In MaRIUS we used the Standardized Precipitation Evapotranspiration Index (SPEI) to determine drought. The SPEI reflects changes in rainfall as well as temperature on water demand through the inclusion of potential evapotranspiration (PET). The SPEI can be calculated for different time periods so that the dynamics of different types of drought (environmental, agricultural, or water supply drought) can be assessed.

Drought onset, severity, and duration are categorised based on the SPEI values, with negative values below a set threshold used to determine drought.

There has been a number of droughts in England over the past 40 years. The most recent notable droughts were 1975-1976, 19891992, 1995-1996, 2004-2006 and 2010-2012.

Over-abstraction to meet the needs of growing populations, agricultural and industrial use, and the effects of climate change are causing multiple challenges in many water-stressed regions, and these are likely to increase in the future. Future However, a study of historical events alone does not provide sufficiently diverse and extreme conditions to study the full range of possible drought conditions and impacts that may occur in the future. As such, MaRIUS has developed an extensive ‘drought event set’ covering the past, present day and future drought conditions. The event set has been used to provide a range of possible weather time series and assess projected changes in drought characteristics for different time-periods that:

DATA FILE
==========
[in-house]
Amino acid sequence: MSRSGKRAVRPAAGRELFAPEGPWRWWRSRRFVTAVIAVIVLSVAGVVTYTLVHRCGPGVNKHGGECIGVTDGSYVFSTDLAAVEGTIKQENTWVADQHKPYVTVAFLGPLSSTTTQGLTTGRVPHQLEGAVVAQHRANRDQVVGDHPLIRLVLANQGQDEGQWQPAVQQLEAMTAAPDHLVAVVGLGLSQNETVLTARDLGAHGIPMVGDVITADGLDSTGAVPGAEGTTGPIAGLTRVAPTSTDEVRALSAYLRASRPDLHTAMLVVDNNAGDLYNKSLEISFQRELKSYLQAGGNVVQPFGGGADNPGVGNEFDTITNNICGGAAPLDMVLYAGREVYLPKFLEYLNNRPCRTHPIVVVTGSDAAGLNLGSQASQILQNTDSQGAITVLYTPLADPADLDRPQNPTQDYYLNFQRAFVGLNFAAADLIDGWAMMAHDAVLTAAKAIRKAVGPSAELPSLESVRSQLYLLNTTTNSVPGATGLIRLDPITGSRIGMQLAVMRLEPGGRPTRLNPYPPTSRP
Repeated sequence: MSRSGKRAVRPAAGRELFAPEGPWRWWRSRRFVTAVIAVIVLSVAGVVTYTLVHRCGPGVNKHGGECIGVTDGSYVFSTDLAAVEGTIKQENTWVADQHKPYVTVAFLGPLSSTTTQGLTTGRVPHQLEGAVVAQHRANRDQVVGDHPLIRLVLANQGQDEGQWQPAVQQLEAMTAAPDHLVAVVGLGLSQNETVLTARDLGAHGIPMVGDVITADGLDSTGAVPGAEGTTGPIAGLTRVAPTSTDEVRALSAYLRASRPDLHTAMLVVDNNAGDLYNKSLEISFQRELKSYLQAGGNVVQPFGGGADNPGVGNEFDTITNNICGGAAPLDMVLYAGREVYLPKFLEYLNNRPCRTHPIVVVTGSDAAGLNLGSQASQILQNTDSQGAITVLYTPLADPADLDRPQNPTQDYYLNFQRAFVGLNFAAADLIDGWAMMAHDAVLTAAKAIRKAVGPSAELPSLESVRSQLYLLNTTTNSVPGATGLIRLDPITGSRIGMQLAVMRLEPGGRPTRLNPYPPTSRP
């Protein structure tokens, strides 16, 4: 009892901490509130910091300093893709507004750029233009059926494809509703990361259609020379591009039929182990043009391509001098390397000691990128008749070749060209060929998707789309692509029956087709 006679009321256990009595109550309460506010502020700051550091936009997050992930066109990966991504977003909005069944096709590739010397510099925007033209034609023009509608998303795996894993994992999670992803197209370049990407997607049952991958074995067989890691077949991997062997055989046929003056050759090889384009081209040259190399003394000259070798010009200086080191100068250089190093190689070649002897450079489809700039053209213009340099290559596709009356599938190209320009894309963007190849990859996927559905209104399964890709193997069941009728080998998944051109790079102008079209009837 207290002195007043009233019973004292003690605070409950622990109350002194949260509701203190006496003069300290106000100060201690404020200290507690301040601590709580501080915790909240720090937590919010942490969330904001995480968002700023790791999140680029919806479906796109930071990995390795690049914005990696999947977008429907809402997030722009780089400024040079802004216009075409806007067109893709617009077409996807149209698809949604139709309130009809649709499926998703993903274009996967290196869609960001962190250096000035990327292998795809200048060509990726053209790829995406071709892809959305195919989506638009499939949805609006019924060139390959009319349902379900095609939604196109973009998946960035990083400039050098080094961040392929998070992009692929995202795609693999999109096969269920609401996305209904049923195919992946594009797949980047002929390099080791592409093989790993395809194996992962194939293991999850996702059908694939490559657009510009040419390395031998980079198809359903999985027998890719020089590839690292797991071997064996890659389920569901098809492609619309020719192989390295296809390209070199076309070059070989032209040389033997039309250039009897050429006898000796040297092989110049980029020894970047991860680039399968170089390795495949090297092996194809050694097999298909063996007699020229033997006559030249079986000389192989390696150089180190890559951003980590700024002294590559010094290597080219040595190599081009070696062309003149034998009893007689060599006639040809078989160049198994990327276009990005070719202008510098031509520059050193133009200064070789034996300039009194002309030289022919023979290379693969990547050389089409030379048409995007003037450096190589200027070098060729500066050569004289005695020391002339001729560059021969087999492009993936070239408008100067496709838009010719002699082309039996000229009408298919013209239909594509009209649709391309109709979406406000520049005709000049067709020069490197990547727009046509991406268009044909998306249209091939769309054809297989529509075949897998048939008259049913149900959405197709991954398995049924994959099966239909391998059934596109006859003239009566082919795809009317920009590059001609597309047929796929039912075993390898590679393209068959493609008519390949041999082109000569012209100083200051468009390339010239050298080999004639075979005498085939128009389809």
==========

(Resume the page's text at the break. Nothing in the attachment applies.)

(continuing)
• could have occurred in the past (‘Baseline’, 1900-2006)
• might occur in the near future (‘Near Future’, 2020-2049)
• might occur in the far future (‘Far Future’, 2070-2099)

Meaningful outputs for water resource management

The MaRIUS project researchers wanted the project outputs to be as meaningful as possible to both the academic and user communities. In order for the project to realise its aims, and help move the UK towards a risk-based approach to manage water resources with a particular regard for water scarcity, it is important that the project is known about widely, and the researchers could liaise with as many different types as of stakeholders as possible.

A number of events, workshops and symposia were held throughout the project allowing the user community to really get to grips with the research and vice versa. As well as the more traditional routes to engagement MaRIUS embraced media-based solutions to interact with the user community such as podcasts and videos.

Prof Jim Hall, MaRIUS project leader, University of Oxford

Posted October 2019

An introduction to drought and water scarcity in the UK

An Introduction to the MaRIUS Project